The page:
“If we felt there was something better internally at this point in time, we’d make that move,” Huntington said. “As we sit here today, this is the right 25 for us, in our minds.”
Huntingon said that the Pirates don't plan to promote top outfield prospect Austin Meadows, who is slashing .200/.269/.283 in 16 games with Triple-A Indianapolis.
Before his suspension, Marte was slashing .241/.288/.370 through 13 games this season. Last year, he became one of just four outfielders since 2010 -- and the first Pirate since Barry Bonds in 1990 -- to bat .300 and steal 40 bases in a season (.311, 47 steals). An All-Star and Gold Glove winner in 2016, Marte also led all left fielders in defensive runs saved (19).
-- Alex Tekip
Per Sports Illustrated's Tom Verducci, the Indians tried to offer Lindor an extension before Opening Day, "but not even dangling what one source said was a package around $100 million did the trick." Paul Hoynes of the Cleveland Plain Dealer tweets that the Indians made a "substantial" offer to Lindor, but wasn't able to confirm if it was in the neighborhood of $100 million. Hoynes notes that there aren't any extension talks between the Indians and Lindor, or other players on the roster, at the moment.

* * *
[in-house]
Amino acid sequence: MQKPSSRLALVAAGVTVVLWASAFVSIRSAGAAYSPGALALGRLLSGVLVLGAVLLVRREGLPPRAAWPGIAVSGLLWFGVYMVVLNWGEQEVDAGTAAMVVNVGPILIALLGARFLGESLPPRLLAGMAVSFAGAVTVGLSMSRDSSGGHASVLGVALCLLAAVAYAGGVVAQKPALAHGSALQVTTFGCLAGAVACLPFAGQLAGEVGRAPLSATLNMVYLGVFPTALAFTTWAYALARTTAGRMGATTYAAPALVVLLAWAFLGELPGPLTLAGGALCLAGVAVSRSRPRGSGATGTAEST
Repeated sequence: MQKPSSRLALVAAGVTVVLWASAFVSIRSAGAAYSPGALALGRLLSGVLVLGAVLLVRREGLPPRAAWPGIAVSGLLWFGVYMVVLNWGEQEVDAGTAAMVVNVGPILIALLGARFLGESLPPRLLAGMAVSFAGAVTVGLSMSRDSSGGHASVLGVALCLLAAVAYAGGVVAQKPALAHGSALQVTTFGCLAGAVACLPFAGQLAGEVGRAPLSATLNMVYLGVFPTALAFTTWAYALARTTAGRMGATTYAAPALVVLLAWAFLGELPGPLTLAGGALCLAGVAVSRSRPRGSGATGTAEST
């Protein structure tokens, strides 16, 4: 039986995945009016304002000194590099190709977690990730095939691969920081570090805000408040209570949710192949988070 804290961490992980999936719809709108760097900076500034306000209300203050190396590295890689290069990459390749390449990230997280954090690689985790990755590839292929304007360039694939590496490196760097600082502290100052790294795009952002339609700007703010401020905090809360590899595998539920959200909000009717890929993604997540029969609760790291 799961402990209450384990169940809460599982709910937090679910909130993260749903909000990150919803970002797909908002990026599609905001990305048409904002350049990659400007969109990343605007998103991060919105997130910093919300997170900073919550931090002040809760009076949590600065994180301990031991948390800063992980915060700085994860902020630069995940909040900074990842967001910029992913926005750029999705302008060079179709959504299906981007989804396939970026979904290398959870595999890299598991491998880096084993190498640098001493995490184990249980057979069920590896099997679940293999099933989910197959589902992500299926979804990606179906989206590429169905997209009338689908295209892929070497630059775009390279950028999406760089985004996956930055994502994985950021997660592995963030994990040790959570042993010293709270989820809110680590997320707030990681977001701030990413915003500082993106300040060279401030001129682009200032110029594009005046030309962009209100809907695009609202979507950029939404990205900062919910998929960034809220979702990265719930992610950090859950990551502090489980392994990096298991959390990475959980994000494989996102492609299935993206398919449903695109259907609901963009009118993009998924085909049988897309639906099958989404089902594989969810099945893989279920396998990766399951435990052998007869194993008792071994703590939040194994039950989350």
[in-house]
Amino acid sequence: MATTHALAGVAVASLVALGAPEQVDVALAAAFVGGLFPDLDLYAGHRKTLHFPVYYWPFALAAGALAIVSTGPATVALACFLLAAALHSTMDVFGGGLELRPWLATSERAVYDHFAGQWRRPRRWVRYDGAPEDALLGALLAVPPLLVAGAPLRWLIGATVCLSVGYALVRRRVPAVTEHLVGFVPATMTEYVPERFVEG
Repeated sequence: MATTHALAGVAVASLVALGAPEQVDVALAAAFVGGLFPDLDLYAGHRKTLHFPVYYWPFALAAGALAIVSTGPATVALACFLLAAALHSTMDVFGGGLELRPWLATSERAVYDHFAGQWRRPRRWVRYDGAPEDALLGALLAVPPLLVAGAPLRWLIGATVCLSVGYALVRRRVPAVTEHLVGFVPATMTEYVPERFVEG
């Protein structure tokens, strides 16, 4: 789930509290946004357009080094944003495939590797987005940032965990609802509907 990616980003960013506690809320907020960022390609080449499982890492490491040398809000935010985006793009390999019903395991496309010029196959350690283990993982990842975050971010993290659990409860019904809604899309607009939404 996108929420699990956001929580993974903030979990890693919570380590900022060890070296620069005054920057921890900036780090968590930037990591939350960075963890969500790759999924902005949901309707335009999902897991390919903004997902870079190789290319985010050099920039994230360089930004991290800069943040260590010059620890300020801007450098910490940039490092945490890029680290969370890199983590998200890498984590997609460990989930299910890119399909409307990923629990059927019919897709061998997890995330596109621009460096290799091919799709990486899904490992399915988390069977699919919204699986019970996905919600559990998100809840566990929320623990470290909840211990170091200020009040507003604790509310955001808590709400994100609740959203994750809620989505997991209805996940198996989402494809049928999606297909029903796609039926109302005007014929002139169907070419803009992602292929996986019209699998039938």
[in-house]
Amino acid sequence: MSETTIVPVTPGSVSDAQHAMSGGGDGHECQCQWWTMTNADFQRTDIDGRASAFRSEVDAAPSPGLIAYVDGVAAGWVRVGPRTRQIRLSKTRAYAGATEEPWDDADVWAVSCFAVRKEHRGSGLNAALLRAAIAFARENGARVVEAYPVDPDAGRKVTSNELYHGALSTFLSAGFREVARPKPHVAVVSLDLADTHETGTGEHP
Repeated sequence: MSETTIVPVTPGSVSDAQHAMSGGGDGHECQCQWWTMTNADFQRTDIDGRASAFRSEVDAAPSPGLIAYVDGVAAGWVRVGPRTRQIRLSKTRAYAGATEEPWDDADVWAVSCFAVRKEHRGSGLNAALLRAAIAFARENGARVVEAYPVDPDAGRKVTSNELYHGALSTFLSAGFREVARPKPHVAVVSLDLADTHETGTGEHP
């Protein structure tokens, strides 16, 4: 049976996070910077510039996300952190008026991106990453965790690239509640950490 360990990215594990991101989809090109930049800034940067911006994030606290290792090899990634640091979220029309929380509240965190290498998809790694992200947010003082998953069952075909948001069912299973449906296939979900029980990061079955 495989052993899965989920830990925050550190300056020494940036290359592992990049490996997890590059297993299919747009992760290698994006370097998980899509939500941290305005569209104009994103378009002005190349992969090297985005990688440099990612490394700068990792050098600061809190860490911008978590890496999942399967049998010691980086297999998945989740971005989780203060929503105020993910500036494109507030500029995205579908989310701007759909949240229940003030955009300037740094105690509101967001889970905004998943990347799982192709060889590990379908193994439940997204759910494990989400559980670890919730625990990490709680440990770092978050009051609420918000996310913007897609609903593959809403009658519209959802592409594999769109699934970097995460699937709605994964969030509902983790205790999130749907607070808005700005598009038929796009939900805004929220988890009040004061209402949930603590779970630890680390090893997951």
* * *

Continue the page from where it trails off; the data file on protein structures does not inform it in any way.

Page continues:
Lindor, 23, is in his third major league season and is already considered one of the top shortstops in the game. In 15 games this year, he's slashing .328/.400/.639 with four home runs and 10 RBIs. In 2016, Lindor posted a slash line of .301/.358/.435 with 15 home runs, 78 RBIs and 19 stolen bases. He was named an All-Star for the first time in his career and was the American League winner of the Platinum Glove Award, given to the best overall defender in each league.